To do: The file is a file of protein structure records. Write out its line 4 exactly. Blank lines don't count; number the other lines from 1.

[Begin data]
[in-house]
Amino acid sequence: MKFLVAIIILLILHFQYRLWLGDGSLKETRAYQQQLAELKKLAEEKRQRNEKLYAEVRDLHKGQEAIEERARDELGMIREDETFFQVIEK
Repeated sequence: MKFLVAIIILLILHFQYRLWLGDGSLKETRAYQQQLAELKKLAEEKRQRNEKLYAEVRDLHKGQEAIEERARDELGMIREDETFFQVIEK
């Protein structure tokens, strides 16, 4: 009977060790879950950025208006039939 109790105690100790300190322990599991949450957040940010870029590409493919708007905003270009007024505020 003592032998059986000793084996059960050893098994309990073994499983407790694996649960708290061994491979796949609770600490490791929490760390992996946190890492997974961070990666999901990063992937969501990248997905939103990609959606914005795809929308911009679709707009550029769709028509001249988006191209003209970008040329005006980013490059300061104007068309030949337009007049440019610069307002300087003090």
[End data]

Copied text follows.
């Protein structure tokens, strides 16, 4: 009977060790879950950025208006039939 109790105690100790300190322990599991949450957040940010870029590409493919708007905003270009007024505020 003592032998059986000793084996059960050893098994309990073994499983407790694996649960708290061994491979796949609770600490490791929490760390992996946190890492997974961070990666999901990063992937969501990248997905939103990609959606914005795809929308911009679709707009550029769709028509001249988006191209003209970008040329005006980013490059300061104007068309030949337009007049440019610069307002300087003090």